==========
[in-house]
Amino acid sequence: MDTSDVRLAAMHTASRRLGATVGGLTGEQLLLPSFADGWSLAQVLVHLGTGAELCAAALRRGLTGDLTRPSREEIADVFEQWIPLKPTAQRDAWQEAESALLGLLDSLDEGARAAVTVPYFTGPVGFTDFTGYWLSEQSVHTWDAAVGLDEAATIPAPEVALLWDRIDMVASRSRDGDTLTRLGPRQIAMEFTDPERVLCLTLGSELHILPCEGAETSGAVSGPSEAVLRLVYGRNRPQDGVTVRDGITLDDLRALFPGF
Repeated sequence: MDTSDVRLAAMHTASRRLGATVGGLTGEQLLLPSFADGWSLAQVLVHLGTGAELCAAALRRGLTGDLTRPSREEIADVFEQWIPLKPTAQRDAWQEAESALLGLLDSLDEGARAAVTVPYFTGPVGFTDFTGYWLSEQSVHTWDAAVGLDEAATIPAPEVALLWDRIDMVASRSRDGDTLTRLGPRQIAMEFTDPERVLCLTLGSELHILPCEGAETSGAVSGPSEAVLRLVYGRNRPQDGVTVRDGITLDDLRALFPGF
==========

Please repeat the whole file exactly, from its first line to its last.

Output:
[in-house]
Amino acid sequence: MDTSDVRLAAMHTASRRLGATVGGLTGEQLLLPSFADGWSLAQVLVHLGTGAELCAAALRRGLTGDLTRPSREEIADVFEQWIPLKPTAQRDAWQEAESALLGLLDSLDEGARAAVTVPYFTGPVGFTDFTGYWLSEQSVHTWDAAVGLDEAATIPAPEVALLWDRIDMVASRSRDGDTLTRLGPRQIAMEFTDPERVLCLTLGSELHILPCEGAETSGAVSGPSEAVLRLVYGRNRPQDGVTVRDGITLDDLRALFPGF
Repeated sequence: MDTSDVRLAAMHTASRRLGATVGGLTGEQLLLPSFADGWSLAQVLVHLGTGAELCAAALRRGLTGDLTRPSREEIADVFEQWIPLKPTAQRDAWQEAESALLGLLDSLDEGARAAVTVPYFTGPVGFTDFTGYWLSEQSVHTWDAAVGLDEAATIPAPEVALLWDRIDMVASRSRDGDTLTRLGPRQIAMEFTDPERVLCLTLGSELHILPCEGAETSGAVSGPSEAVLRLVYGRNRPQDGVTVRDGITLDDLRALFPGF